- American Geosciences Institute Careers – http://www.agiweb.org/workforce/careers.html
- AGI Geoscientists in the Media – http://www.agiweb.org/workforce/webinar-videos/GeoWebinar_GeoscientistsinMedia.html
- American Geophysical Union Careers – http://sites.agu.org/careers/
- Geoscience Careers Beyond Academia (SERC) – http://serc.carleton.edu/NAGTWorkshops/careerprep/jobsearch/alternative.html
- Geological Society of America Jobs/Career Resource Center – http://www.geosociety.org/profdev/
- Association for Women Geoscientists Careers Page- http://www.awg.org/eas/profiles.html
- National Park Service Geoscientists in the Parks – http://www.nature.nps.gov/geology/gip/index.cfm
And that’s about it! It ended up being a mash-up of topics, because I was playing to a mixed audience, but I think some of them found it useful. I actually got a great question from a communications major about how valuable a science background could be – my answer was along the lines of “SOLID GOLD WE NEED MORE OF YOU COME JOIN US!” (With less shouting, but you get the idea. We always need more communications people in the geosciences!) Hopefully all the students took something away from the talk, even if it was just “hey, geology is cooler than I thought”.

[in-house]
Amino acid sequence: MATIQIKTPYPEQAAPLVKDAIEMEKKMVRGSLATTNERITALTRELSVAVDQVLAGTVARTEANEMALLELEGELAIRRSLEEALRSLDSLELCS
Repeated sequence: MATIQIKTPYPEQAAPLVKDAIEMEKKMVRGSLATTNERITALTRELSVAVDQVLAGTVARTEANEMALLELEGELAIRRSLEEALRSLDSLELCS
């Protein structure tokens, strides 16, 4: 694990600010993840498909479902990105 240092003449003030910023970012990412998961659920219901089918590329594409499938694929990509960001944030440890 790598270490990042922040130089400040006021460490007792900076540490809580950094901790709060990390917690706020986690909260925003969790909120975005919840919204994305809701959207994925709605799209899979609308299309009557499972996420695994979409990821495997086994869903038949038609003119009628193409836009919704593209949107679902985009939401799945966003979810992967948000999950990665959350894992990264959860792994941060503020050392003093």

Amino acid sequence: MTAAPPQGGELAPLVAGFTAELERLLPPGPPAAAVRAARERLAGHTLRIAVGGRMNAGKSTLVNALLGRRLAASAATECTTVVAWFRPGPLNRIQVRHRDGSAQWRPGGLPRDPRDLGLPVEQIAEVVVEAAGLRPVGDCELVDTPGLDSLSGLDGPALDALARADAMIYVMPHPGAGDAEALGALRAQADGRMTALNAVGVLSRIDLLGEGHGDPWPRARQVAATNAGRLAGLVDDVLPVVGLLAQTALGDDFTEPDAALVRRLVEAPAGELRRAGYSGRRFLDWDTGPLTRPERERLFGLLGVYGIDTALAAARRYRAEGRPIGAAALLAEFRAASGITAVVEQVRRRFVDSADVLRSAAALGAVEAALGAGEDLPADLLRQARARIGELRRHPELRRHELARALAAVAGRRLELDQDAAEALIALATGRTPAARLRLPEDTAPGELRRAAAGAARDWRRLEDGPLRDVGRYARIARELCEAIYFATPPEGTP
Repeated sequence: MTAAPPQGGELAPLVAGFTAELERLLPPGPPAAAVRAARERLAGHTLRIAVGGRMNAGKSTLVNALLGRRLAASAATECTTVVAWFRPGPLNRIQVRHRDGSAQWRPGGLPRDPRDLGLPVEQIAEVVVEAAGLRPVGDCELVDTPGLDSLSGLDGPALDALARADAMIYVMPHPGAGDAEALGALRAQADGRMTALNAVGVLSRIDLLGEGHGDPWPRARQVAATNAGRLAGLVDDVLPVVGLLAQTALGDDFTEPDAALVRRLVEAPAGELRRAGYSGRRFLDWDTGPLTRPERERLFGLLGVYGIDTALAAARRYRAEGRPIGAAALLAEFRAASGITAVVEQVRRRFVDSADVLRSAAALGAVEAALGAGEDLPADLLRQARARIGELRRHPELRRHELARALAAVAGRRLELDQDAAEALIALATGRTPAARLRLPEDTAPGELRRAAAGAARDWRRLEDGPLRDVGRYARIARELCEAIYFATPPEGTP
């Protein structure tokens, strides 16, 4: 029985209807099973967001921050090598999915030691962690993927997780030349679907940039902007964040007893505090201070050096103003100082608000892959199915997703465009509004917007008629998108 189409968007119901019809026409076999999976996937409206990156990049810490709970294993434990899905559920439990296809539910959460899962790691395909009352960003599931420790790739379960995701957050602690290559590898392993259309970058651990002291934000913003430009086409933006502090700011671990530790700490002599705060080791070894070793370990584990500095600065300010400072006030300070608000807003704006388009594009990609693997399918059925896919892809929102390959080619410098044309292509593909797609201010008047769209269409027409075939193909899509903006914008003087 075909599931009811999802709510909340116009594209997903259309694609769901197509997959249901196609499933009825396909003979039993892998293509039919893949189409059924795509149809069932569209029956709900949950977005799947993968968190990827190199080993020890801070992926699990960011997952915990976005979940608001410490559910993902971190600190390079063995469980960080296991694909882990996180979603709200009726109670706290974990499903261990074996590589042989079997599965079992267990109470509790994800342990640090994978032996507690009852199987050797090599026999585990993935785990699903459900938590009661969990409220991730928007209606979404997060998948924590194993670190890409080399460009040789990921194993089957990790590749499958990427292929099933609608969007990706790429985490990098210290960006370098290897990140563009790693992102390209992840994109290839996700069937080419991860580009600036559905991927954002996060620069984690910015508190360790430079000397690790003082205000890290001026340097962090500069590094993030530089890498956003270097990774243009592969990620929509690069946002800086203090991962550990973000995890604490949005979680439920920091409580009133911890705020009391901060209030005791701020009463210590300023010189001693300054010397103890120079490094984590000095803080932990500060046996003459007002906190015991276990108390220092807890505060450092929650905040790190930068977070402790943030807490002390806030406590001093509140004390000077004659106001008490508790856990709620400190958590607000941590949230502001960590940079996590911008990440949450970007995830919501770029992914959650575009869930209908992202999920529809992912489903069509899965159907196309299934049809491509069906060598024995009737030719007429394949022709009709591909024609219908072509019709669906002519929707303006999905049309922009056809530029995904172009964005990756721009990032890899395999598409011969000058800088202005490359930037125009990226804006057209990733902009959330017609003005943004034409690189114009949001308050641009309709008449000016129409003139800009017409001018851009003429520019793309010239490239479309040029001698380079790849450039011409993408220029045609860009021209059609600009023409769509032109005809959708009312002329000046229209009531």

There are probably a few interesting jobs with science museums, too, though I suppose that’s still fairly close to the government/industry/teaching set.
I agree that good writing, and communication in general, is a huge key to success. In addition to writing frequently, though, it is important to go back and proofread and edit. Every few months I’ll go back and read something I wrote a year or more ago, and which I was proud of when I wrote it. In reading it, I always see a lot of places where it can be improved.
I often wish that science classes offered for undergraduates at my current institution focused a little more on the writing aspect of science, and that at least once a semester students were required to edit and revise a paper or lab report. It has been my experience that in rewriting a paper or refining a presentation, I often end up with a much better understanding than if I had just put something together once and been done with it. Or maybe it’s just because by revising a lab report my students would actually read the fairly extensive comments I left on their paper instead of just the grade.
Meteorology is another field that values science graduates. In the UK we’re required to have a degree in meteorology, physics. maths or a physical science or engineering, partly for the maths involved in modern weather forecasting but mainly for the thought processes that are taught and developed studying science.
Being able to express yourself clearly and work to time constraints are also skills that are essential; having a perfect forecast is useless if it is late or if the person receiving the forecast doesn’t understand it.